On this issue, Chang et al.'s [21] results are consistent with previous studies. They reported that vildagliptin 50 mg twice daily significantly improved HbA1c from baseline, and this beneficial effect was identified regardless of mono-, add-on or switch-on therapy over 6 months. In addition, this study provides clinically relevant findings including significant decrements in FPG. Although group 5 (switch-over from glinide, n=16) had relatively few patients and did not show statistically significant improvement of FPG, obvious reductions in FPG levels were established in all another groups. The proven benefit of a DPP-4 inhibitor to PPG is well established, HbA1c was reduced by vildagliptin through control of FPG as well as PPG. In subgroup analysis according to HbA1c level, vildagliptin showed better glycemic profiles in HbA1c, FPG, and 2hr-PPG at higher glucose levels, especially group with A1c ≥8%, and small decrements in well-controlled group (A1c <7%). As well-known strength of DPP-4 inhibitor, these results imply vildagliptin had the advantage of glucose control with a lesser hypoglycemia. Although this study did not contain the analysis of safety, several pivotal studies and meta-analyses have proved that DPP-4 inhibitors including vildagliptin are safer than other insulin secretagogues [22]. Analyzing the clinical characteristics of 'responders' for vildagliptin treatment, the predictive factors were baseline HbA1c level and a history of sulfonylurea. Chang et al.'s study [21] is the first study of predictive clinical parameters for the glycemic efficacy of vildagliptin in Korean diabetic patients, and these results may help clinical physicians to choose adequate candidates. However, this study had several limitations. Because heterogeneity of baseline characteristics among groups, it is difficult to compare glycemic efficacy directly. For example, baseline HbA1c and decrements of drug naïve patients were significantly higher (8.3%, -2.24%, respectively) than other groups. For single-center and small sized study, these results cannot be extrapolated to subjects in the general population. This study contained only patients with mild hyperglycemia using oral hypoglycemic agents, so more studies including various level of glycemic control are needed to clarifying the general characteristics of vildagliptin-responders.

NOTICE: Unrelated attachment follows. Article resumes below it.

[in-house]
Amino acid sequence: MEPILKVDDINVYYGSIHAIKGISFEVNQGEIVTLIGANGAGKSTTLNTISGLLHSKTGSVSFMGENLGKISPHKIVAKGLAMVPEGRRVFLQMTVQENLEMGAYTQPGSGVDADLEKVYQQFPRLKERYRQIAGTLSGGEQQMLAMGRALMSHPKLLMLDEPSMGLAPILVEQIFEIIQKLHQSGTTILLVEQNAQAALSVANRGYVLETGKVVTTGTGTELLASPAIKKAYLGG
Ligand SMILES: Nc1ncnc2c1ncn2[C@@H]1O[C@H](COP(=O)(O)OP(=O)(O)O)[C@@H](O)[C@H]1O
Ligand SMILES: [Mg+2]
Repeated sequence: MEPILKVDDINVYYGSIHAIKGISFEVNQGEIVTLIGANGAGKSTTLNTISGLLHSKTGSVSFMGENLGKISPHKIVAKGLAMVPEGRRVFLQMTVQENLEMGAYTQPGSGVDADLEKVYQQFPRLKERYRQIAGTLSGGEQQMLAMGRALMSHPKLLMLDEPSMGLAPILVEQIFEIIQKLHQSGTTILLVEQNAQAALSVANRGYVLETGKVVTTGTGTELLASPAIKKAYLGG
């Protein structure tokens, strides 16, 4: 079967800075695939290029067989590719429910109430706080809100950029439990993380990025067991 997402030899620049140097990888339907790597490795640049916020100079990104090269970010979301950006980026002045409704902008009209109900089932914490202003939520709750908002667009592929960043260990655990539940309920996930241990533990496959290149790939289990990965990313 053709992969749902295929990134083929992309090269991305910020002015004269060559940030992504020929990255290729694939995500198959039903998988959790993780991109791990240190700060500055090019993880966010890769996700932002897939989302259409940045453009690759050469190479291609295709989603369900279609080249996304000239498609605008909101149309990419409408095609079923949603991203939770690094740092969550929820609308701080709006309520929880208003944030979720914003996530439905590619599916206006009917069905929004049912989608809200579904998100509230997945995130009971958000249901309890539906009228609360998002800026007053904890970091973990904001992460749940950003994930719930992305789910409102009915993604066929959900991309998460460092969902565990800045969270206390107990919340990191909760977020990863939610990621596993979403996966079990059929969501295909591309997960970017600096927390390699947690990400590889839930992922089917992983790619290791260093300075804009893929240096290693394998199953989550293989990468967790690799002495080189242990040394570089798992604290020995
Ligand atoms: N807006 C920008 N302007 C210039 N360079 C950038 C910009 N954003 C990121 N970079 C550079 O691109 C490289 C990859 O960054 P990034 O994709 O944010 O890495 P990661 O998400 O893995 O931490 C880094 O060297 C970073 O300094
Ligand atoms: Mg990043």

We appreciate the devotion of other investigators who are conducting important studies on glycemic efficacy and predictive clinical parameters of vildagliptin in Korean subjects. We hope that expansions on these findings will yield even more useful results in the future.

No potential conflict of interest relevant to this article was reported.

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    Citations to this article as recorded by  
    • The effect of glargine versus glimepiride on pancreatic β-cell function in patients with type 2 diabetes uncontrolled on metformin monotherapy: open-label, randomized, controlled study
      Jun Sung Moon, Kyoung Soo Ha, Ji Sung Yoon, Hyoung Woo Lee, Hyun Chul Lee, Kyu Chang Won
      Acta Diabetologica.2014; 51(2): 277.     CrossRef

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      The Efficacy of Vildagliptin in Korean Patients with Type 2 Diabetes
      Diabetes Metab J. 2013;37(1):36-39.   Published online February 15, 2013